May 10, 2008 @ 5:28 am
ATT: “from there home ”
Yeah… like spelling lessons, genius.
Adrian Havill said,
May 11, 2008 @ 4:17 pm
Two minor sticking points: the 94 × 94 kuten matrix for Japanese character sets has no direct connection with the telegraph; it has a direct connection with ASCII, which has 94 printable characters.
By choosing a 94 × 94 matrix, Japanese characters could be easily transported and converted onto protocols designed for 7-bit ASCII.
Also, it should be pointed out that early versions of western 8-bit computers, much like the Japanese half-width katakana brethen, had no value for serious language-based applications like word processing. Why? Because early 8-bit computers, including the Apple II and Apple II+, did not support lower case.
May 18, 2008 @ 12:51 pm
I owned a Creative MP3 player before the iPod. The iPod made it when Creative and others didn’t because the iPod was a quantum leap in usability – like many things Apple, the iPod was uniquely intuitive while Creative was just a CD player (same size, same controls) with a hard disk. iPod succeeded because it is better.
A question on the language thing. If language is so limiting, why can the cell phone be so successful as a a text based chat device and internet device? What can a phone do that a PC (or a thin client terminal) couldn’t do years earlier? I suspect that the difference is that the young users of the cell phone found a different way to communicate and the phone was just the tool of choice for those creative kids. If the same creativity had been applied to use of the PC it too would have been viable.
Martin F said,
May 19, 2008 @ 6:33 pm
Great article with an interesting point of view. What you missed is that the first MP3 player that appeared in the market was the MPMan F10 by Saehan Information Systems from South Korea. So, Newsweek might ask, why Apple is not Korean?
Anyway, it is getting a bit silly to put a national slant on technology, when we all go to colleges that teach more or less the same stuff. I mean, why did Newsweek want to ask the question in the first place?
Scott R said,
May 26, 2008 @ 9:10 pm
Interesting story. Thanks.
May 27, 2008 @ 12:59 pm
The “initial” success of iPod (as opposed to its becoming a “mainstream” brand, after the release of iPod mini / nano), I believe, had more to do with its strong emphasis on metadata (which, in turn, was possible because of its close tie-in with PC counterpart, iTunes), than with its design / marketing (again, at least initially); iPod offered a very effective way of enjoying a large song collections, without having to manually compile many different playlists (which could become quite tedious and frustrating).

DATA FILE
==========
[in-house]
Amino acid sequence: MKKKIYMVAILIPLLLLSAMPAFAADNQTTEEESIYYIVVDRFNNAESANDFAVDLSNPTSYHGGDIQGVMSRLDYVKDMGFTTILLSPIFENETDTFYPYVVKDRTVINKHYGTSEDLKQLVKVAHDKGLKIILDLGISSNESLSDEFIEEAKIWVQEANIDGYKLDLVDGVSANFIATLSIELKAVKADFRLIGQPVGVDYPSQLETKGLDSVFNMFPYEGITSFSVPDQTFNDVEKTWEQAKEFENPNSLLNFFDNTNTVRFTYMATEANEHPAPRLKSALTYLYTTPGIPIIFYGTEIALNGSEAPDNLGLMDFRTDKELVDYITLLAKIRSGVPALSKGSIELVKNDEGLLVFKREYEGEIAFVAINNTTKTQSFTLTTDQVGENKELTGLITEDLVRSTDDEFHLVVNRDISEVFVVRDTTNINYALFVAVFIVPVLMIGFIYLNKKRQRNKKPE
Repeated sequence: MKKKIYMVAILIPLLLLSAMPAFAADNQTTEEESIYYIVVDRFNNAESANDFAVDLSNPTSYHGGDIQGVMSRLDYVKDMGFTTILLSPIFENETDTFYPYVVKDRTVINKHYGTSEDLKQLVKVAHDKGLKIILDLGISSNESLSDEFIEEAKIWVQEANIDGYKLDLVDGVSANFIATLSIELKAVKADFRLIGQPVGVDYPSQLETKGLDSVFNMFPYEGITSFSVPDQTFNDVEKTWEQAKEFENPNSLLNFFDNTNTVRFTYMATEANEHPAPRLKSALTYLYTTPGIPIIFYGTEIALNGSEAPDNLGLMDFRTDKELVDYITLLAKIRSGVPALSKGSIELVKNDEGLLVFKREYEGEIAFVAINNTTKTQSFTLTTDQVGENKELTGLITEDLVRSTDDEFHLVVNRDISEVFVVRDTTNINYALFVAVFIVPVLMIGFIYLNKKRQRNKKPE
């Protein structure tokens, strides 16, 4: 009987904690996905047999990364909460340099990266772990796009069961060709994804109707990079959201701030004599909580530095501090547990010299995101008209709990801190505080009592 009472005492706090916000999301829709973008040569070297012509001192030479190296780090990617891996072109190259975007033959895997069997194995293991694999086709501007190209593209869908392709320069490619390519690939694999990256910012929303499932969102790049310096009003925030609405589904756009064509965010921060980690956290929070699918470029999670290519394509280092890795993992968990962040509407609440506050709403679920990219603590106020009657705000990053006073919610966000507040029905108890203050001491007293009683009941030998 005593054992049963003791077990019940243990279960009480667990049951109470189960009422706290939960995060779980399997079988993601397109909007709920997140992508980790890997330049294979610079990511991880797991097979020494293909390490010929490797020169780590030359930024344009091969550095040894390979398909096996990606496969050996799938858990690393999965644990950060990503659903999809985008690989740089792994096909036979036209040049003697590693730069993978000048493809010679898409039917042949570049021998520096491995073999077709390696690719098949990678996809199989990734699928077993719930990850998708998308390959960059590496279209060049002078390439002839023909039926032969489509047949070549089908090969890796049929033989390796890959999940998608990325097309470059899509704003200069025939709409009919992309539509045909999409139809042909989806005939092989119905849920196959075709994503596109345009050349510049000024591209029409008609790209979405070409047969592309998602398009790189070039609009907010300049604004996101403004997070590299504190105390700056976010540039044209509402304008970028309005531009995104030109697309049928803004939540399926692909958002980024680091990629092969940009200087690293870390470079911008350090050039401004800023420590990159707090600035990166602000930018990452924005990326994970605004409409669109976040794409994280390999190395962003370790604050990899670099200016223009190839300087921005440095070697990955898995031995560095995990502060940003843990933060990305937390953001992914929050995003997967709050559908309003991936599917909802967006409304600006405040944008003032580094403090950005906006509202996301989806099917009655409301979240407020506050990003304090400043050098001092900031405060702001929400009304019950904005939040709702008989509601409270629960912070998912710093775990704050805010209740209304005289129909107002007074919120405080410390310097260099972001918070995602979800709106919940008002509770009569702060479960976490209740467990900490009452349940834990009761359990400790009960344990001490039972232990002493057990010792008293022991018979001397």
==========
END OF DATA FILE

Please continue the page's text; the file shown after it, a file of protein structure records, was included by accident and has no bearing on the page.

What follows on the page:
On the contrary, other disk-based MP3 players at that time were conceptually identical to the flash-based ones, only with larger storage space: in other words, they were basically external storage devices, which happened to be able to play media files stored on them.
Of course those players did support MP3 tags as well, but (a) they didn’t provide as much incentive to “tag” your songs as iPod (which not only practically required properly tagged songs to operate, but also provided a unique way of utilizing tags, a.k.a. Smart Playlists) and (b) there was (arguably) no other media organizer software that was as intuitive and easy to use (in terms of tagging a large collection of songs) as iTunes, let alone well-integrated with the player.
In short, I think one of the major differentiator for iPod was its “hub” a.k.a. iTunes; so yes, I agree with this article in the sense that the difference in people’s attitudes toward “home computer as a hub” (which was, at least partly, resulted from their historical / cultural differences) played a certain role in keeping the success of “Walkman” from being repeated in digital generation.
Alpay Kasal said,
January 15, 2009 @ 9:05 am
Thumbs up for including the Commodore Vic-20 and Commodore64 as a part of computing history. C= is often left out in discussion.
For those that were talking about numerics together with linguistics. A bit of trivia, Zero was invented by the muslims, along with a whole mess of complex mathematics I loved/hated as a physics major. Our modern number system is an Arab-Hindu one. words like Cipher, algebra, algorithm are arabic. The greeks (mostly Euclid) introduced alot of arabic math to the west.
and… A written language barrier can indeed have a huge impact on the way things go for a “connected” society. Constantine’s method of “networking” disparate peoples thoughout his empire was to grab holy men from the far reaches, lock them up in a room in constantinople (now Istanbul, Turkey) and said “you guys aren’t coming out of there until you rewrite the bible for everyone to follow”. there were many factions of christianity at the time, and many did not get along, still in it’s early day with countless culty offshoots. Well the rewrite of the bible gave everybody in the empire one book to read from and gues what… a language standard was born – people from far and wide had a new way to communicate. it forced an evolution on linguistics that promoted a greater community in a sense.
fast fwd to the basis of this story and it is interesting to make such connections.
I loved my Creative nomad… Apple won with usability, human interaction built into the design… but technically speaking, the creative mp3 players always had a broader dynamic range and let you do things like remove the battery or memory card for replacement. I HATED apple for forcing an ipod owner to replace their whole player if the battery started to suck with age. so wasteful and greedy.